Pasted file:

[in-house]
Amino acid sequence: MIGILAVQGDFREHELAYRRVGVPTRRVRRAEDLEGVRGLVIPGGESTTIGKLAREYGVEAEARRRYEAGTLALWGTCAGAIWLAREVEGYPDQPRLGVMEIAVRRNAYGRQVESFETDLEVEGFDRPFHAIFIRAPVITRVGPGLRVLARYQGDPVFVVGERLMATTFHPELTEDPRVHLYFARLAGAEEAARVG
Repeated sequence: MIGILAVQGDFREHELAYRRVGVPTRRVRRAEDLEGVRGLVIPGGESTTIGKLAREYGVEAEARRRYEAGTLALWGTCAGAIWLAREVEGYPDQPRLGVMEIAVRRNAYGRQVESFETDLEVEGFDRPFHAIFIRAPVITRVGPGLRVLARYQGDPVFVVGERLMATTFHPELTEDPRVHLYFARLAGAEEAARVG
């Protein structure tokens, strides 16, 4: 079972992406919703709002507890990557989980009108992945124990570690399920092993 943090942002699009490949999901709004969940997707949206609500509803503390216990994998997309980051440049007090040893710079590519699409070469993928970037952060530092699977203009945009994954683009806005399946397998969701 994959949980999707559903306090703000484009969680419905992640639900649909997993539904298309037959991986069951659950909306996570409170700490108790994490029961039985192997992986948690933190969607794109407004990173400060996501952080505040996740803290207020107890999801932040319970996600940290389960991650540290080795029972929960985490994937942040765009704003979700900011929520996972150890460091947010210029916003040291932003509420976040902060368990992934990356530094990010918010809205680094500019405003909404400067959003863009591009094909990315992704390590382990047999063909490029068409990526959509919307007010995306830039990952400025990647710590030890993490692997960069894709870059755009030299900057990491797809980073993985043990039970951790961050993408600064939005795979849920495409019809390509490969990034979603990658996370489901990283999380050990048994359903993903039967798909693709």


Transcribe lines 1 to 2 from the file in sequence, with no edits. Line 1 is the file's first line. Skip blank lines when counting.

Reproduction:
[in-house]
Amino acid sequence: MIGILAVQGDFREHELAYRRVGVPTRRVRRAEDLEGVRGLVIPGGESTTIGKLAREYGVEAEARRRYEAGTLALWGTCAGAIWLAREVEGYPDQPRLGVMEIAVRRNAYGRQVESFETDLEVEGFDRPFHAIFIRAPVITRVGPGLRVLARYQGDPVFVVGERLMATTFHPELTEDPRVHLYFARLAGAEEAARVG